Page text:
Yet, all of this can be trumped by truly amazing work. If that chapter is really intriguing, I'm much more inclined to put down the $15. (Though I doubt there's a description good enough to pry that cash from my fingers without a sample chapter). If it's part of a series that I've loved (note, not enjoyed: LOVED!) then I'm inclined to pay more. I'll curse their greed, but I'll still put down the green. Again, that's the key.

The good books get bought.

Now, how does it all relate to the piracy problem? Well, let's look back at why I used to copy out games. I wanted quality games. I wanted to know what I was buying. I wanted a fair price. The first two points are on the same coin. The price is negotiable based on my wants and desires.

Good work will get purchased. How does one know it's good? A sample chapter and positive reviews.

Marginal work will also get purchased, but only if the price is right.

Now, one man's good work is another man's garbage. Give your readers the tools to decide where yours falls in that spectrum, but price the work towards the lower end. Just in case.

George Galuschak: The Big Splash

George Galuschak is a good friend and a superior writer.

If you've got beloved pets, this one will tug the heartstrings.

Saturday, August 14, 2010

Star Trek: These Captains Are Too Damn Good

Yes, I'm bashing on Captain Picard.

You're a madman, Kelley! You'll kill us all!

Yes, very likely, but that's not the subject of this post. My complaint about Star Trek is that their characters are too perfect in a military sense. Starfleet doesn't make any mediocre captains. The institution is a complete meritocracy. Anyone in command has fully and completely earned the right to be there.

This is incredibly unrealistic, and can give readers very unrealistic expectations.

Now, you may think I'm complaining about a lack of realism in a science fiction franchise. No, no. I'm complaining about a lack of realism in these characters. We humans are broken things. The dictionary is filled with words to describe our negative character traits. In a captain (the position of ultimate authority in an isolated community) these traits magnify, create conflict, create interest in a story, and Star Trek robs us of that.

A vain captain may require more effort put into the appearance of his ship than in her functionality. A tyrannical captain creates a sluggish, mutinous crew. A grasping or ambitious captain can create an atmosphere of destructive competition.

Yet, we've all grown up watching Star Trek. The captains we've seen have no significant flaws. Captain Picard is the very Avatar of Command. He never loses his temper. He never reaches for glory. He's not shy about combat. He never blames others for his mistakes. For that matter, he almost never makes a mistake. Seriously, can you think of any? I can't. He's an exceptional officer, and we're all quite familiar with him and his habits.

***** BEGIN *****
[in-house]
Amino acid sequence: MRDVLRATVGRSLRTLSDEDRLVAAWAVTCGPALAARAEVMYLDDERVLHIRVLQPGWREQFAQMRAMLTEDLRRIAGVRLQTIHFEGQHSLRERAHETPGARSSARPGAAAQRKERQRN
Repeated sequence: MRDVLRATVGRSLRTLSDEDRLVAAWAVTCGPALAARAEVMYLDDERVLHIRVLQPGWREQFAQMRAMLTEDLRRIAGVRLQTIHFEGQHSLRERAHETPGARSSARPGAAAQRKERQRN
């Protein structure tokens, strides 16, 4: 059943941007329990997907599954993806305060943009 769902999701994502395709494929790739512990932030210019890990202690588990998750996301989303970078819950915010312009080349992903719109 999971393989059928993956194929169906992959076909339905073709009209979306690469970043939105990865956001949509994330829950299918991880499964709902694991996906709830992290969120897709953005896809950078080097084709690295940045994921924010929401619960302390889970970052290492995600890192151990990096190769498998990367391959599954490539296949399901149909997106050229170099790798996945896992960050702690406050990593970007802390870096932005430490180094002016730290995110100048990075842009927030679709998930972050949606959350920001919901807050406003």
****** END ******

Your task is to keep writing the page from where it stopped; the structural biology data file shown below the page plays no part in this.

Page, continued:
And the other two captains are no better. Sisko hates to lose. In fact, his personality fractures when he starts to lose. But, that sort of flaw works out pretty well when you're fighting a war. Janeway demonstrates obsessive single-minded pursuit of a goal. Well, that's okay if you're millions of light years from home and your task is the safe return of ship and crew. That's like saying in a job interview that you 'work too hard'.

Now let's take your scifi reader. Odds are good they're thoroughly familiar with these characters. These perfect characters. A captain who abuses his authority, even trivially, begs the question from the reader: Who would put this person in command? Without an answer, you run afoul of the reader's suspension of disbelief, and it's all Star Trek's fault.

Tuesday, June 22, 2010

What's All This Then?

Port Terra is the blog for writer Eric F. Kelley. And that's me!

Port Terra is where I post up new releases, muse about industry things, link to other blogs, and generally make a digital nuisance of myself. In effect: graffiti.

I'm very poor with introductions, so, I'll just settle with telling you a little bit about myself. I write books for a living. Over the last fifteen years I've written six novels. Two of them are okay. As for the other four, well... let's just say there's a reason babies are cute. Mine weren't. They got eaten.

The current project is entitled For Empress And Empire, a space opera set in what I'm calling the Age of StarSail. If you like Patrick O'Brian, C.S. Forester, Star Wars, and/or Star Trek, you'll probably like this. Take tall ships, fit them out with shiny technology, and let them sail the dark places between the planets. There's prizes to be taken, pirates to be hunted, and a war to be won. When the first book is on sale, you'll hear about it, and there'll be links. Lots and lots of links.

On a more personal note, I've got three cats, a lovely girlfriend, like movies about sailing ships, and play way too many video games than is healthy for a man my age.  You will often see posts about games here. Fair warning!

A note on moderation: I've got the authenticator enabled. Serious apologies for that, but the gold farmers love to spam blogs. Can't stand that myself.

I will also not tolerate the usual boilerplate list of things and blah blah, etc etc, and so on. I will occasionally post the odd controversial topic, so, at those times especially, I retain the right to moderate posts, people, and offensive commentary.

Thanks for dropping by!